After a while the steady climb up on a 90-degree afternoon wears me out. The rim looks so tantalizingly close; yet feels so elusively far away and I wish I could fly as effortlessly as that turkey vulture circling above me! Eventually a glimpse of the high country convinces me I must be getting close. The road keeps swinging and swinging towards the rim until finally I am there!! Now I am more than ready for a long break to appreciate this fantastic view. At the valley’s upper end a few homes remain in Castleton, which had been an old mining camp and supply town for Miners Basin. In 1895 its population exceeded Moab and at that time it had been considered for the county seat of Grand County. The gray volcanic plug called Round Mountain protrudes sharply from the valley floor. Situated directly below me is Porcupine Ranch and looking further south I am observing the heart of picturesque Castle Valley with its homes, ranches and farms, which is bordered on the northeastern end by Parriott Mesa; named for Tom Parriott, the mail carrier for Castle Valley around the turn of the twentieth century.
The striking rock formations of the Priest and Nuns and Castle Rock (also known as Castleton Towers) stand out in sharp relief above the valley floor while in the far background the indentation of the Colorado River corridor can be seen as it wanders through the Richardson Amphitheater. Glancing southeast are the prominent peaks of the northern range of the La Sal Mountains and the La Sal Loop Road below.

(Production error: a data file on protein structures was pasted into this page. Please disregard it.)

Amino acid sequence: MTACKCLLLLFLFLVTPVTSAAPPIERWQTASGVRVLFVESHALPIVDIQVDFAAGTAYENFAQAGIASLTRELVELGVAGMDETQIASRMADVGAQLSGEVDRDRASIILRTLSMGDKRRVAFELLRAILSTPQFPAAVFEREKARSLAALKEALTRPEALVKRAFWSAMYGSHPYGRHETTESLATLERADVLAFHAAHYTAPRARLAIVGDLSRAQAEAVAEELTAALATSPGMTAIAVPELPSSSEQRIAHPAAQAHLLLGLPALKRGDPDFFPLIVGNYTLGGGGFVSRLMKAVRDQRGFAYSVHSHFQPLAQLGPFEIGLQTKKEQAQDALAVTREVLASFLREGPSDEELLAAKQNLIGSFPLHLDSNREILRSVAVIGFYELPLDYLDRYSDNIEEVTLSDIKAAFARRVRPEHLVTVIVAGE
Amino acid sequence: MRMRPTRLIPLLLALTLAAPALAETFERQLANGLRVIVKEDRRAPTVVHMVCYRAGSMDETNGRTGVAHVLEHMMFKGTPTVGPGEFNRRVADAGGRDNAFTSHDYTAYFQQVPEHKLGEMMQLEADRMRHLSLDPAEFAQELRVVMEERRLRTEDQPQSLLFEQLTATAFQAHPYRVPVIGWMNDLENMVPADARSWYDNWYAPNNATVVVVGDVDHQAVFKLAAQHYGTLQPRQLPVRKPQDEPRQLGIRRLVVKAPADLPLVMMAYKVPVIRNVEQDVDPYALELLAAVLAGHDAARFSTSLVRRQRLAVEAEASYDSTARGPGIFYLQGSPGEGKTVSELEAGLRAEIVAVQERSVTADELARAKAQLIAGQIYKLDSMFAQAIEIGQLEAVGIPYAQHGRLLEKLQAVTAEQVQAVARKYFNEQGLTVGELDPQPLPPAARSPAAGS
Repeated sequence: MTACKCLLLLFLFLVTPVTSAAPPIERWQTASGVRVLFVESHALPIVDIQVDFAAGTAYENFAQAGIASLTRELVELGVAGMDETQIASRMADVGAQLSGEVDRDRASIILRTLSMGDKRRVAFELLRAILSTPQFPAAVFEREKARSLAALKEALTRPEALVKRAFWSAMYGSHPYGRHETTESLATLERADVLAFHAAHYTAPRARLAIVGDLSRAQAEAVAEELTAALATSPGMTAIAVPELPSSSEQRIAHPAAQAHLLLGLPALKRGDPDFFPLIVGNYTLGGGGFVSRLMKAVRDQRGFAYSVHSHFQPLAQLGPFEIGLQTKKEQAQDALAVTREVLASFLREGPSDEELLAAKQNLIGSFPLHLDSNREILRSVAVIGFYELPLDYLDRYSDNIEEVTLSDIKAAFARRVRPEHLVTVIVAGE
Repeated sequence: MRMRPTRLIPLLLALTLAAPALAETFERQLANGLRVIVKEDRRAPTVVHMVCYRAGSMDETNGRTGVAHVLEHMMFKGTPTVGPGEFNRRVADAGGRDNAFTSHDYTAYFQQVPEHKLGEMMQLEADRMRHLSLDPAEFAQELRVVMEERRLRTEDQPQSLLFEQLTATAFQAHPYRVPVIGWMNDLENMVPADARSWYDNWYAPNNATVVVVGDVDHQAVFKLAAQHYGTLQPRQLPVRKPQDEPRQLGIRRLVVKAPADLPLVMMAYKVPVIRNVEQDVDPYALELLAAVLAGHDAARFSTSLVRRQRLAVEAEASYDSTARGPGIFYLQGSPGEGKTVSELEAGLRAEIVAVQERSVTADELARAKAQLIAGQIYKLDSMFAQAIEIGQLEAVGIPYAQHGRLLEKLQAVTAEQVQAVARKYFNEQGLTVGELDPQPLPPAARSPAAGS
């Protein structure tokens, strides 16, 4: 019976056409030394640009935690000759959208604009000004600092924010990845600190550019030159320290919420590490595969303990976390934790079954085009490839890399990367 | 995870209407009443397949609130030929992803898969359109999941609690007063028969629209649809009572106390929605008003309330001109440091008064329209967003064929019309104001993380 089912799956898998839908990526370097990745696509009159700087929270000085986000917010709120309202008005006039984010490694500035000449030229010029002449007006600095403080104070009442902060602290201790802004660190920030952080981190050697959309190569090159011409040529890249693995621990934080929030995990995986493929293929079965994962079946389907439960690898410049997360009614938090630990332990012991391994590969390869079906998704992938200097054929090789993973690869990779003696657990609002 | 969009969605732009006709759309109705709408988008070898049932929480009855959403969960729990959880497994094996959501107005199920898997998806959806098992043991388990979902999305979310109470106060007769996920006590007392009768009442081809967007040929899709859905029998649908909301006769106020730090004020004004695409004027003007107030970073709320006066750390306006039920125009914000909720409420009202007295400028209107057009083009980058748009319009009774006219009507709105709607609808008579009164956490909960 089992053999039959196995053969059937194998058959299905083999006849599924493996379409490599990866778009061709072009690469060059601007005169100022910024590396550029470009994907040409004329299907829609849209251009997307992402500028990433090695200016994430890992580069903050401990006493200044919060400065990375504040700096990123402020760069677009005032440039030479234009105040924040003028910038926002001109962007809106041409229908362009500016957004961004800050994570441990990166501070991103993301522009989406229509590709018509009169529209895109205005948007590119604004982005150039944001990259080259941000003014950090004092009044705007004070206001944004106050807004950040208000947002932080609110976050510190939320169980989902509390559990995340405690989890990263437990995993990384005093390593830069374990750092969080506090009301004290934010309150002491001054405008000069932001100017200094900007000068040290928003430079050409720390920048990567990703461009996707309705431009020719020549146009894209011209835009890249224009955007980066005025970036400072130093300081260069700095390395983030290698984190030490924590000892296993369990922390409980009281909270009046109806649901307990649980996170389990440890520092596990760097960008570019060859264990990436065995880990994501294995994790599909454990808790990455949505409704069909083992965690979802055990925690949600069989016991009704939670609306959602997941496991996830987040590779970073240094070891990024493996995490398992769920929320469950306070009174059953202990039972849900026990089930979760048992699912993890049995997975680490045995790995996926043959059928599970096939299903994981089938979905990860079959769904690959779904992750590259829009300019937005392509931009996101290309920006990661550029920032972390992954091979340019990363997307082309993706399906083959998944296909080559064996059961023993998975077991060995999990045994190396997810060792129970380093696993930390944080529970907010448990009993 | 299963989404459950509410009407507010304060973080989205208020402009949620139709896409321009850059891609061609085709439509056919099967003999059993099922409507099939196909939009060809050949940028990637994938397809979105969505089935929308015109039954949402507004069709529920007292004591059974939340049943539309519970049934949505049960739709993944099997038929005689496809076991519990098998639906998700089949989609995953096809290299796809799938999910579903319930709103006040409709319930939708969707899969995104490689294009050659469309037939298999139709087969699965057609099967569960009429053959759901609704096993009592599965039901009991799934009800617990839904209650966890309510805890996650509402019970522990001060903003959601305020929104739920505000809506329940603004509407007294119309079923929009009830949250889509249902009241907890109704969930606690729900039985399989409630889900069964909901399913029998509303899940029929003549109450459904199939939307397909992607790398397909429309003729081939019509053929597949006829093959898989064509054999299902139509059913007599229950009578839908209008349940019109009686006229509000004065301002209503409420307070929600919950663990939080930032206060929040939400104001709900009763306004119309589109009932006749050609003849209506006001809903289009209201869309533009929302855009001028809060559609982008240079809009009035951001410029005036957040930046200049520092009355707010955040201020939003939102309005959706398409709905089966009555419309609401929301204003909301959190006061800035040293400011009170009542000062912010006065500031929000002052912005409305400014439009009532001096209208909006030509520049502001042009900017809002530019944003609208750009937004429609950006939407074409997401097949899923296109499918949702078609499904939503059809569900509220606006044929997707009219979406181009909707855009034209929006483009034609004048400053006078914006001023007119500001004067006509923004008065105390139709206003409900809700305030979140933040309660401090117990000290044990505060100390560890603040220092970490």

When I finally tear myself around in a westward direction, I am gazing down upon a portion of Moab and the rugged outline of Behind The Rocks. Beyond that is the broad vistas of a canyonlands wilderness, which stretches out for miles and miles clear to the faint silhouette of the Henry Mountains on the far distant horizon.
The longer I stay, the windier it gets. This spot has turned into a hang on to your hat and everything else viewpoint. The dark angry thunderheads highlight the many red rock spires. The flickering of lightning sends off an ominous signal. I quickly get the lightning rod message that I shouldn’t dally any longer. Hastily I load up my pack and hot foot it down to a less exposed location. As I try to out run the rain, I keep thinking – what a sensational view I had just witnessed – that unique opportunity to be perched so high above Castle Valley.
Biological Soil Crust (aka)
Cryptos (krip’ tose):
The surface of
Moab’s desert is held
together by a thin skin of living organisms known as cryptobiotic
soil or cryptos. It has a lumpy black appearance, is very
fragile, and takes decades to heal when it has been damaged.
This soil is a critical part of the survival of the desert.
The cryptobiotic organisms help to stabilize the soil, hold
moisture, and provide protection for germination of the seeds
of other plants. Without it the dry areas of the west would
be much different. Although some disturbance is normal and
helps the soil to capture moisture, excessive disturbance
by hooves, bicycle tires and hiking boots has been shown
to destroy the cryptobiotic organisms and their contribution
to the soil. When you walk around Moab avoid crushing the
cryptos. Stay on trails, walk in washes, hop from stone to
stone. Whatever it takes, don’t crunch the cryptos
unless you absolutely have to!
Cryptobiotic soil garden